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Restaurant offers serenity alongside good food

DALLAS – Perhaps not Chicago or Detroit.  Minneapolis or Seattle and certainly not New York City—would you likely find a place like Bubba’s on the edge of an exclusive neighborhood like Highland Park in Dallas.

Even with all the ranching, western and hispanic influence, Texas remains imbued with a traditional southern culture, and nowhere will you find it in greater abundance than a place called Bubba’s on Hillcrest Ave.

The menu proudly proclaims: “Imagine a good ‘ol country boy who moved to the Big City, but never could shake the hankerin’ for ‘down-home food like his Mama cooked for him.  That’s the inspiration for Bubba’s.  You’re gonna like our real good food.  It’s not fancy and we serve a lot of it.”

The architecture smacks of a designer who grew up in a lean-to. Nonetheless, it is becoming for those who take good food seriously, but not themselves.

Outside, there is a patio, which attracts the hearty in the dead of winter and Big D’s debilitating humidity in summer.

During the week, you see business professionals in coat and ties, SMU students, a drifter or two.      When it comes to food at Bubba’s, nobody is checking ID’s, bank statements or net worth.

Arriving early on a recent Saturday, I found a table outside on a sun-kissed morning. The pace was benign and the view offered a shimmering reflection off the downtown Dallas skyscrapers, which had the illusion of being within arms-length.

An ederly gentleman approached with an Irish Setter on a short leash.  “Could you allow some space,” he asked as he pulled up a chair before an answer was forthcoming.

Soon the setter and his master took leave, with a nod and a wave of a thumbs-up.   I wanted Big Red to stay.   My disappointment was ameliorated as a mocking bird symphony, which had caught my ear upon arrival, sounded forth with lift and stimulation.     They never stop singing, but what’s there not to like about that?  Especially at breakfast.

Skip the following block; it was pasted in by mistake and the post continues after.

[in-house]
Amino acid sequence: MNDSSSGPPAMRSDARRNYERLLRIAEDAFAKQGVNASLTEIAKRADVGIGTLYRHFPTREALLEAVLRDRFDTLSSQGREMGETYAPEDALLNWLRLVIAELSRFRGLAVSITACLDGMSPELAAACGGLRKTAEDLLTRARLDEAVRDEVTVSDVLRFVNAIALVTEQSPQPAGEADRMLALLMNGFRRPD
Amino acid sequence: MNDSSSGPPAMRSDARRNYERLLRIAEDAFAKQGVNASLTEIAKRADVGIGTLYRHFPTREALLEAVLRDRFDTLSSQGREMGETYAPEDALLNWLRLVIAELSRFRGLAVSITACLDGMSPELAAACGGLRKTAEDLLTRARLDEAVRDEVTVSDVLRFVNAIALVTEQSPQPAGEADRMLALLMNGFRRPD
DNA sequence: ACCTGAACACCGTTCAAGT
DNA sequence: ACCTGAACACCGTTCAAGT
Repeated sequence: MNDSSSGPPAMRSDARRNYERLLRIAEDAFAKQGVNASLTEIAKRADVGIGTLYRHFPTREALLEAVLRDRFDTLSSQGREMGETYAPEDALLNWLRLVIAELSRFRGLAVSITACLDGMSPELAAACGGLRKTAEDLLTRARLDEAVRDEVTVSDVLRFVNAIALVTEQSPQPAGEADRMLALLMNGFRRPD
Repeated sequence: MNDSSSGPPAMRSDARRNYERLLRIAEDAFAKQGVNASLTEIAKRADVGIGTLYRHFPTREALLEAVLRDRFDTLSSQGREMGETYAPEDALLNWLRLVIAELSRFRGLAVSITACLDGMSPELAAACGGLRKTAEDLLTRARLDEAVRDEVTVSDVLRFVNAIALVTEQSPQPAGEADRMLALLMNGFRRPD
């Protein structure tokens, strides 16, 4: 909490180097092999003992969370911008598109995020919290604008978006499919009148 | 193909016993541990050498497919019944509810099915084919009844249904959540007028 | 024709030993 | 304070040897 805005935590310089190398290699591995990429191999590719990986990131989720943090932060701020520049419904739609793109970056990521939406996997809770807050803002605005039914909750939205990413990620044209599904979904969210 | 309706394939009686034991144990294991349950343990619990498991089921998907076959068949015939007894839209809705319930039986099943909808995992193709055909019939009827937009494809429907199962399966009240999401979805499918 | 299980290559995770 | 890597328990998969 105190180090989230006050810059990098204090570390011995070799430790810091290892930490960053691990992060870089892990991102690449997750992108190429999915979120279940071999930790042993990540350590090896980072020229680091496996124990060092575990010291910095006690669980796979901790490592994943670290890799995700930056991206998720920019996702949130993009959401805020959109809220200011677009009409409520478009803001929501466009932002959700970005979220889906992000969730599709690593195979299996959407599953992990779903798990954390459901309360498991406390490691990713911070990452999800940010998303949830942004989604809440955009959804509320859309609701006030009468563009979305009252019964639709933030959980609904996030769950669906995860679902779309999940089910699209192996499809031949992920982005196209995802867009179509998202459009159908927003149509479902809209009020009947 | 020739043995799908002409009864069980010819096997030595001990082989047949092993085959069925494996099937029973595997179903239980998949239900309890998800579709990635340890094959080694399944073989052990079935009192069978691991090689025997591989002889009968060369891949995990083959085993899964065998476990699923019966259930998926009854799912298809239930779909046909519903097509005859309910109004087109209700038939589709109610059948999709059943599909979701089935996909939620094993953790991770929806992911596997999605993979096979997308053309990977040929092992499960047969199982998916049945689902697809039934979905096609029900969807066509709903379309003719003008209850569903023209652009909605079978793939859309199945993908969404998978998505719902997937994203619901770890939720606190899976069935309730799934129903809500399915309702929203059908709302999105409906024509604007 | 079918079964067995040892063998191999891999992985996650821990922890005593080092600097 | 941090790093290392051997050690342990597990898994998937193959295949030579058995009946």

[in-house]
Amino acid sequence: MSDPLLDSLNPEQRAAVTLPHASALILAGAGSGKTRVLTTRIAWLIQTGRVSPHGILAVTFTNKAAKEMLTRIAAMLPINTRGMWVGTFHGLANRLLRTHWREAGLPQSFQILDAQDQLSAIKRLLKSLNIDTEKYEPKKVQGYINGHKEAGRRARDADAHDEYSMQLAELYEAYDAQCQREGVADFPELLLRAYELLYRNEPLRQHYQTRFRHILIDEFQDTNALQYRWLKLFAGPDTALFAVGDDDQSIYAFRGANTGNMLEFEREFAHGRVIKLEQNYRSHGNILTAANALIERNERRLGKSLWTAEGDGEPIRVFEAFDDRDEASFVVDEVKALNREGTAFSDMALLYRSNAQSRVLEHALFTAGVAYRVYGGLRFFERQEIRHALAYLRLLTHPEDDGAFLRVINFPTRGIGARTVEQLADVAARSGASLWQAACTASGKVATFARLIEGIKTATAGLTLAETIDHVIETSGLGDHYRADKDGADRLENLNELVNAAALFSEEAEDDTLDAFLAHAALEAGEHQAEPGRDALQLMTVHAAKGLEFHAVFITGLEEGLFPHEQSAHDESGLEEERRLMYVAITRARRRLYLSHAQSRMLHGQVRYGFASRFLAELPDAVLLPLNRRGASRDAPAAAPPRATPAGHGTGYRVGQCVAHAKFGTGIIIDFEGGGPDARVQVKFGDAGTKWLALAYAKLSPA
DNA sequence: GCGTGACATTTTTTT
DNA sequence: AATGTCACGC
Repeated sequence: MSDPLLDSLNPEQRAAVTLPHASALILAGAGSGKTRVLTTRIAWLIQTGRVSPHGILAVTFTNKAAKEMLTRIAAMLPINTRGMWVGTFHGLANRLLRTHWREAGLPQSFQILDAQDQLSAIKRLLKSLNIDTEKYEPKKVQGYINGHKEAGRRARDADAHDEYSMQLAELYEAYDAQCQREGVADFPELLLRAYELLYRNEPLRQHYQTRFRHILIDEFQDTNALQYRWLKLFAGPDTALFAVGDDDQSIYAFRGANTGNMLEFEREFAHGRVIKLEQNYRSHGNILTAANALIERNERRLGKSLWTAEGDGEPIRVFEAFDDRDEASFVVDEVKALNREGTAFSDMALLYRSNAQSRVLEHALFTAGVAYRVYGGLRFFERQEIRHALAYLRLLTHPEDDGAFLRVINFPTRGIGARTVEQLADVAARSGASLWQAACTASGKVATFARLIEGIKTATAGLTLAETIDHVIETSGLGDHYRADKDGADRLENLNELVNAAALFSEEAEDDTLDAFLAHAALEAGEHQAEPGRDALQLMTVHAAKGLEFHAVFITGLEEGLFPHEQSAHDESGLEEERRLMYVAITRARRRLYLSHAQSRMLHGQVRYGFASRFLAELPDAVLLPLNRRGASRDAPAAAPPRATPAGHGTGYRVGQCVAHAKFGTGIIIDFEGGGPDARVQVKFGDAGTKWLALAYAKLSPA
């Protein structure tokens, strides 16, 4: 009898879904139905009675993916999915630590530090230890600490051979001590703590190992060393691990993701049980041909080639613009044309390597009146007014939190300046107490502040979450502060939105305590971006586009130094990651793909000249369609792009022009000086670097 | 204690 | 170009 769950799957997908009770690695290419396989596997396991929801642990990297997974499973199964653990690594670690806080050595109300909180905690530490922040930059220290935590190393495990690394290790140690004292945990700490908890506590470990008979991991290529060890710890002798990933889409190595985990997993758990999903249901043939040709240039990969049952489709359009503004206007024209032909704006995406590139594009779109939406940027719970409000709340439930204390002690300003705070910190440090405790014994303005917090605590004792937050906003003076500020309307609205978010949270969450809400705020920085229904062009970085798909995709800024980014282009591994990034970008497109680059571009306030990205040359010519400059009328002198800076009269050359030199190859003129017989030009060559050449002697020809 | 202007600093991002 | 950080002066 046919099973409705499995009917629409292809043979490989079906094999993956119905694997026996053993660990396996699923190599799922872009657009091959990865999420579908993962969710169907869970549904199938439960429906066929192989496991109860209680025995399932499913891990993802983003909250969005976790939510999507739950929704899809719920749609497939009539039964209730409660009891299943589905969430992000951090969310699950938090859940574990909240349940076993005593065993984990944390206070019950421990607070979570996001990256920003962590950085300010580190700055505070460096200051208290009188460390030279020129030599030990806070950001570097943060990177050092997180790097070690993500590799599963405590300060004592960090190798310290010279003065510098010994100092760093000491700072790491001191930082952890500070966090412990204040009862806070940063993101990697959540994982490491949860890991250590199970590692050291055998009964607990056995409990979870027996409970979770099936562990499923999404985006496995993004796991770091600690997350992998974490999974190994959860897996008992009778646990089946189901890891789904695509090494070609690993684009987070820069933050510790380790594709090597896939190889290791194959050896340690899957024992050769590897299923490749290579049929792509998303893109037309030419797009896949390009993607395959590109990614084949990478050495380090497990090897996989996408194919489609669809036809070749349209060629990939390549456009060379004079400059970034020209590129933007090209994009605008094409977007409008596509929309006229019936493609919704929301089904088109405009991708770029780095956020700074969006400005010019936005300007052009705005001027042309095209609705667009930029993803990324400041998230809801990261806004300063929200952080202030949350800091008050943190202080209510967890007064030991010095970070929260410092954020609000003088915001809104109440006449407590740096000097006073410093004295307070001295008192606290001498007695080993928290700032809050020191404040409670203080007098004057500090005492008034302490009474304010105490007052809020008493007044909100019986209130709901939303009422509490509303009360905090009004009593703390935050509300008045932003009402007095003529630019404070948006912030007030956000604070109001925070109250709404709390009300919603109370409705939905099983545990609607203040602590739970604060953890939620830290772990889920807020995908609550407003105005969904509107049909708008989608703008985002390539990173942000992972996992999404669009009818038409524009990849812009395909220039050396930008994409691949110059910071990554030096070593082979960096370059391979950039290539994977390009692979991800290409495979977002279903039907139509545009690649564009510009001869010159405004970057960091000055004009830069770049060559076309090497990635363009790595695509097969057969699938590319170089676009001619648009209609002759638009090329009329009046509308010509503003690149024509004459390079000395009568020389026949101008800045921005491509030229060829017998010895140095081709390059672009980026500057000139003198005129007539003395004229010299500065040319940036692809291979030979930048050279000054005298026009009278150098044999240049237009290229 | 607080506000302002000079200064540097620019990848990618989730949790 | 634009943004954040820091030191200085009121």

Oh yeah, the food at Bubba’s.   That’s what we came for.  Bubba’s “cooks country” seven days a week from 6:30 a.m. till 10:00 pm. specializing in breakfast: eggs, bacon, sausage, pancakes, biscuits and gravy, grits, hash browns and muffins.   At lunch you have a choice of mashed potatoes and gravy, coleslaw, baked beans, yellow squash, green beans, pinto beans, lima beans, corn-on-the-cob, candied yams, okra and tomatoes, yellow squash, black-eyed peas and fruit salad.   Many of those dishes accompany the dinner menu, which is headlined by fried chicken, chicken and dumplings, chicken livers, catfish and chicken fried steak.

There is football talk year round and you can find a leading conversationalist in Mark Vincent, a savvy local lawyer who started his football career at SMU.  Then came the notorious death penalty in 1987.   He subsequently distinguished himself at Georgia.  “If SMU and Georgia ever played in a bowl game,” Mark grinned, “I would wear my Georgia cap.”

Big Red would have been disappointed with me if I didn’t buy breakfast for my Dawg pal.  Not to worry — Bubba’s offers economic incentive and they don’t charge extra for the mockingbird symphony.